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Car bomb kills 15, including 6 Americans, in Afghanistan
Among those killed were two U.S. soldiers and four American civilian contractors, according to an International Security Assistance Force statement.
Nine Afghan civilians, including two children, also were killed.
The suicide attack occurred early Thursday in Kabul, the deadliest since March 9, when Defense Secretary Chuck Hagel visited the city.
Afghan President Hamid Karzai called the attack “an inhumane and un-Islamic act perpetrated by the enemies who don’t want to see the Afghan Muslim nation to live in peace,” according to a government statement Thursday.
Hezb-e-Islami, a Muslim militant group that is not affiliated with the Taliban, claimed responsibility for the attack. It is headed by warlord Gulbuddin Hekmatyar, a former Afghan prime minister.
Hezb-e-Islami spokesman Haroon Zarghoon told The Associated Press that one of the movement’s operatives carried out the attack on two vehicles of U.S. advisers.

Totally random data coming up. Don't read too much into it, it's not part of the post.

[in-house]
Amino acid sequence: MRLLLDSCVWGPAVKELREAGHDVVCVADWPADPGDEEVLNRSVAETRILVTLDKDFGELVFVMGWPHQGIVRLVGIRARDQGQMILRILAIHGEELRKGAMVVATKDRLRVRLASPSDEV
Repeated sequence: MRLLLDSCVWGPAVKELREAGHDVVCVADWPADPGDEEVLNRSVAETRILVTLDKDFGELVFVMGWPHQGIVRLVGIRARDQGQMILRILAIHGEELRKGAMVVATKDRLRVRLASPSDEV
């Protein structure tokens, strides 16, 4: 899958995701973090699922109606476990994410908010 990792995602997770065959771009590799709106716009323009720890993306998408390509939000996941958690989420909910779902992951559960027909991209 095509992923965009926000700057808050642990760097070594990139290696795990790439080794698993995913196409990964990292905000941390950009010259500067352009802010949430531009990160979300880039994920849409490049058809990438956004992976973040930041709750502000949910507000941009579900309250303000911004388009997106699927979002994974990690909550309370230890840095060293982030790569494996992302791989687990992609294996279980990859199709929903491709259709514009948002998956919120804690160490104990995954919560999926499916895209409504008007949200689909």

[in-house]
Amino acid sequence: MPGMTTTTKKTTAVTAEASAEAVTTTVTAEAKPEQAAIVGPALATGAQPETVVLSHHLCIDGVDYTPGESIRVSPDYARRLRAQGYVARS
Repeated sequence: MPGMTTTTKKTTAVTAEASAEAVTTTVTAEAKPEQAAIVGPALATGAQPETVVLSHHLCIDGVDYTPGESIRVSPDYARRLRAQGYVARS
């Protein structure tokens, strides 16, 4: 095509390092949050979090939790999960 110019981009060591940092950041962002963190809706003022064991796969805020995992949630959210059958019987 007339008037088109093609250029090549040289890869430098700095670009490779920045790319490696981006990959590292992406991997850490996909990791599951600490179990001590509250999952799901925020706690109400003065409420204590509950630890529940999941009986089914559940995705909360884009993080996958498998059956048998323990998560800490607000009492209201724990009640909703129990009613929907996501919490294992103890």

Mr. Zarghoon said the militant group has formed a new cell to carry out suicide attacks on U.S. and other coalition troops.
“The cell had been monitoring the movement and timing of the American convoy for a week and implemented the plan Thursday morning,” he said.
Last week, Mr. Karzai said he had agreed to an American request to keep nine U.S. bases in Afghanistan after the NATO combat mission ends in 2014, but the White House said it had no intentions of keeping any “permanent” U.S. bases here.
The Hezb-e-Islami militant group has not recently conducted an attack in the capital, but could be attempting to demonstrate its relevance as a player in post-2014 Afghanistan when the NATO combat mission is set to end, said the Washington Institute’s Daniel R. Green, an Afghanistan researcher.
Mr. Hekmatyar’s “recent attack is an attempt to show how relevant he is and burnish his anti-American and anti-coalition credentials so when we transition out, he’s someone the Afghan government has to contend with,” Mr. Green.
Hezb-e-Islami and the Taliban share the goal of driving out foreign troops and establishing a Muslim state.
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About the Author
Kristina Wong is a national security reporter for The Washington Times, covering defense, foreign policy and intelligence affairs. She can be reached at email@example.com.
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